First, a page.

You know what they say about assumptions, go on and…
More and more research is being done into the causes and drivers of obesity. I have believed for a long time that obesity is not as simple as the old energy in, energy out solution that most people seem to be willing to offer up to anyone who is overweight. I heard of Dr Robyn Toomath’s book Fat Science not long after it had come out. It is a really good and interesting read and if you are or have ever struggled with your weight you will find it particularly insightful.
Dr Toomath has worked within the New Zealand health system for many years and when her book was published she was working at Auckland City Hospital as clinical director of general medicine. Over the course of her career she has observed many interesting things in the patients she was working with and with everything she learnt from that she advocated to the government for a change in how public health measures (in relation to obesity) were delivered so that they were better targeted and were actually the things we need that would make a valuable impact.
When I read this paragraph in the introduction of Fat Science I knew I was reading the right book, “This book is for the people (and their spouses, their children, their parents and their doctors too) who try to lose weight but fail. It’s for the overweight people who think it’s all their fault. If we really want to tackle the problems that come with obesity, we first need to understand why most of us can’t change our body size.” If you read my blog regularly I’m going to make a giant assumption that you fall into one of these groups.
The first section covers all manner of diets and reasons why they are flat-out dangerous and just don’t work long-term. I love the point that is made about extreme diets, the more extreme it is the less likely anyone is to stick to it. Dr Toomath also covers whether exercise is an effective way to lose weight and the research she cites is very interesting. My thoughts on how effective exercise is for weight loss have changed so much since my gastric bypass and Dr Toomath is right on the money.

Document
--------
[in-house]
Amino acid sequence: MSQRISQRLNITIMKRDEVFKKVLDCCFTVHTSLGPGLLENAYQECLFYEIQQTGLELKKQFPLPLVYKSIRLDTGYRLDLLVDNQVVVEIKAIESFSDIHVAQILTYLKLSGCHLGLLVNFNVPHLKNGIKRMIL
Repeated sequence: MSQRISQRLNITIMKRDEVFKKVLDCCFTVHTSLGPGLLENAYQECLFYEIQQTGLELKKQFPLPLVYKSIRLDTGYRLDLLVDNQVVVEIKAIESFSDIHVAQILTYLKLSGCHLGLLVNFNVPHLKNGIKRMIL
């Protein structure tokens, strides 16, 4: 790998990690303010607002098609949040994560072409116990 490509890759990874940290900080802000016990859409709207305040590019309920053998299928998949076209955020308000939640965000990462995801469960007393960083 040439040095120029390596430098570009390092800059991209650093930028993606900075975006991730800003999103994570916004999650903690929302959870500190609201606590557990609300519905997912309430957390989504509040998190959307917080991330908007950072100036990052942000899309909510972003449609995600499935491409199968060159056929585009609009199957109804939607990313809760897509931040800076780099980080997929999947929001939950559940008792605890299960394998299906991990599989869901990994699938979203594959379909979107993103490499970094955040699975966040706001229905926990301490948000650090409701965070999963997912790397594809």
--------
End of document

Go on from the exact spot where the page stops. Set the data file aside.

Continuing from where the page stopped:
The book is broken up into three parts and has different sections within each part. Dr Toomath covers dieting, exercise, using drugs and surgery to make ourselves smaller, heritability of obesity, how the environment we live in contributes to us being fat, the stigma around being obese and what governments could do to actually make real change for people who are or could be obese.
One of things I found most interesting was when Dr Toomath talked about the history of bariatric surgery. In the early years of these types of surgeries there were many fatalities associated but obviously the risk of death, while still a very real risk, is much much lower than it was when these types of operations first started being performed. She discusses research about long-term efficacy of different surgeries and compares the observed outcomes from various pieces of research that have been carried out.
This book is a must read if you or anyone you know has struggled with their weight. It gives insight to the medical and biological side of obesity and why it’s such a struggle to manage at an individual level but also why the problem is growing for much of the world’s population. You can purchase a physical copy of Fat Science here from Mighty Ape or if you want a digital copy you can purchase it here from Amazon.
I purposefully haven’t gone into too much detail of the books contents because I really don’t think I’d do it justice by paraphrasing it. Do you prefer to read actual physical books or do you prefer digital copies like me? Let me know if you end up reading this book from seeing me talk about it here, I’d love to know what points Dr Toomath makes in the book resonate with you most. Come back here after you’ve read it and let me know what you think!